An IQ under 85 is considered below average while an IQ measuring anywhere between 85 to 114 is considered average.
In the study, Taylor and colleagues, including those from Bristol University, measured the IQs of 3,123 children aged seven and analysed their DNA.
They were looking for a gene that produces an enzyme called deiodonase-2, which helps to make thyroid hormone available within cells.
The low-IQ variant of this gene produces a faulty version of the enzyme that reduces the availability of thyroid hormone, a leading daily reported.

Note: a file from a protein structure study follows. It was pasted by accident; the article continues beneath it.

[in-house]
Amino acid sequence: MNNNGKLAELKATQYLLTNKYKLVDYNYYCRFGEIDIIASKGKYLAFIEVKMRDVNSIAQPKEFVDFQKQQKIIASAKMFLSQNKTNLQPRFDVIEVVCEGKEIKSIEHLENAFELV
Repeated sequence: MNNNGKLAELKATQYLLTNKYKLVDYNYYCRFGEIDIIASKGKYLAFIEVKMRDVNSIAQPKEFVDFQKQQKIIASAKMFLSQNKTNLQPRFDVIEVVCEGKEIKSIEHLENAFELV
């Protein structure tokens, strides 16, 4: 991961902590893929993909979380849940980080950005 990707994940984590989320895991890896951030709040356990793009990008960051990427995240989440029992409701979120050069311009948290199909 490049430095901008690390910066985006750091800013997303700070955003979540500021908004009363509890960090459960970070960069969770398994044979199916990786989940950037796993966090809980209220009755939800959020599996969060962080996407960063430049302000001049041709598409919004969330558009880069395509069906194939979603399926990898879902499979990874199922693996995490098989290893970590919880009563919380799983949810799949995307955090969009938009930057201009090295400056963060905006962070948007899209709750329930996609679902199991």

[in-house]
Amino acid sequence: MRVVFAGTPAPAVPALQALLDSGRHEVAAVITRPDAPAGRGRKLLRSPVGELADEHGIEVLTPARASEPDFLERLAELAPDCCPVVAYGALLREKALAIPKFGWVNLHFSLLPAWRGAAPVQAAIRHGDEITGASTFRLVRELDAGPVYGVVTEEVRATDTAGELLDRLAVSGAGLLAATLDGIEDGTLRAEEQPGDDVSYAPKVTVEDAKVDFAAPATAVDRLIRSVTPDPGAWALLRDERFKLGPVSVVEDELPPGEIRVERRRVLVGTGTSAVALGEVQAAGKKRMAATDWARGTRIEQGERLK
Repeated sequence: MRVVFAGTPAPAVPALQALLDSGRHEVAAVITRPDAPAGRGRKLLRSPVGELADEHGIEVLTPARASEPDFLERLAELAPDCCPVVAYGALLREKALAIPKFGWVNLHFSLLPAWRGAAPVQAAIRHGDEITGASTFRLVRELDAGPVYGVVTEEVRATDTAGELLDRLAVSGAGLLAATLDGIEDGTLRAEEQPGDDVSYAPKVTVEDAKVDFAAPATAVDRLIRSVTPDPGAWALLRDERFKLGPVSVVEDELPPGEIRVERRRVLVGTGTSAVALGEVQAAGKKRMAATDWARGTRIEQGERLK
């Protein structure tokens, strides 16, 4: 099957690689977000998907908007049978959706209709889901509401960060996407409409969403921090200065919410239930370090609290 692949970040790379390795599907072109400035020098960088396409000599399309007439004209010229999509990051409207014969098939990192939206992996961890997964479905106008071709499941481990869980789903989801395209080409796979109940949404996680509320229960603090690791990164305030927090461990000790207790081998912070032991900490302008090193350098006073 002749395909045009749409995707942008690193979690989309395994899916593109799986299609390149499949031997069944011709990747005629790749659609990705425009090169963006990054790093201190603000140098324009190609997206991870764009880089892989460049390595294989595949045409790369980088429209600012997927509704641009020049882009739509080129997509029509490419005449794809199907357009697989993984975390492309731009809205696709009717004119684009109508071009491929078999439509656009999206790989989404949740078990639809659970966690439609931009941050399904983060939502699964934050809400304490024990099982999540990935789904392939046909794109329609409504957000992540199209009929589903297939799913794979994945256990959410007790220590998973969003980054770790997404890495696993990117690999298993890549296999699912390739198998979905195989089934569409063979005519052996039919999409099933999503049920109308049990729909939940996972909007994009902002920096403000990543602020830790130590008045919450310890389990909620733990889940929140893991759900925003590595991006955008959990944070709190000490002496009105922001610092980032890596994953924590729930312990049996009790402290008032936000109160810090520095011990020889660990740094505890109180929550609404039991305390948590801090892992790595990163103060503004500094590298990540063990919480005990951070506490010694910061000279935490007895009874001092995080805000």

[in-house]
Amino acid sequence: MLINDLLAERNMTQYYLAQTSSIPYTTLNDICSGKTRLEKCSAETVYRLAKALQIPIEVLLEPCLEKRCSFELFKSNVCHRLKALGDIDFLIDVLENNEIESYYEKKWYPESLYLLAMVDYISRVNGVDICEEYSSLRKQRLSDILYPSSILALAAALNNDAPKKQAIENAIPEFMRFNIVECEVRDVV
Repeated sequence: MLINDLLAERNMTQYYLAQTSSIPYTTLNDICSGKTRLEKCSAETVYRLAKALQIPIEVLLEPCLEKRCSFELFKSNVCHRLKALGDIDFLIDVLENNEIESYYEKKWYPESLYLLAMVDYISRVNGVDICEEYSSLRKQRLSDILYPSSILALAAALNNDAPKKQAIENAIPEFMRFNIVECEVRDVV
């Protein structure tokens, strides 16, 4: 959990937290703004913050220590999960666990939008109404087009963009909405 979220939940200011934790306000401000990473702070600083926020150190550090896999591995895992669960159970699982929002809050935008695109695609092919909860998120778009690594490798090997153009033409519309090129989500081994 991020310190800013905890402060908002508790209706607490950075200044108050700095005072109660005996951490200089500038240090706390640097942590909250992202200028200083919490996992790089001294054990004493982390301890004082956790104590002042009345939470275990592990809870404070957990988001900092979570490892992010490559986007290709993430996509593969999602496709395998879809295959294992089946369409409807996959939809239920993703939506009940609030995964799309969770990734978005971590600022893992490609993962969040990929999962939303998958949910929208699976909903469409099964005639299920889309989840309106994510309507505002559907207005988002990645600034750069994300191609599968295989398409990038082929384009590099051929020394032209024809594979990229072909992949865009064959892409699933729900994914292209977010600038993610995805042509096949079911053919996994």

In children with normal thyroid levels the faulty enzyme has little effect, but in those where the levels are already low the thyroid hormone falls to such low levels that the brain cannot develop properly, researchers found.
They estimate that 4 per cent of all babies in the UK are born each year with the gene plus low thyroid hormone levels.
The discovery raises the prospect of a new test for newborns to spot those with the low-IQ gene variant as well as low hormone levels.
Since both factors are needed to reduce IQ, in theory giving such children thyroid hormone tablets would allow their brains, and IQ, to develop normally, researchers said.


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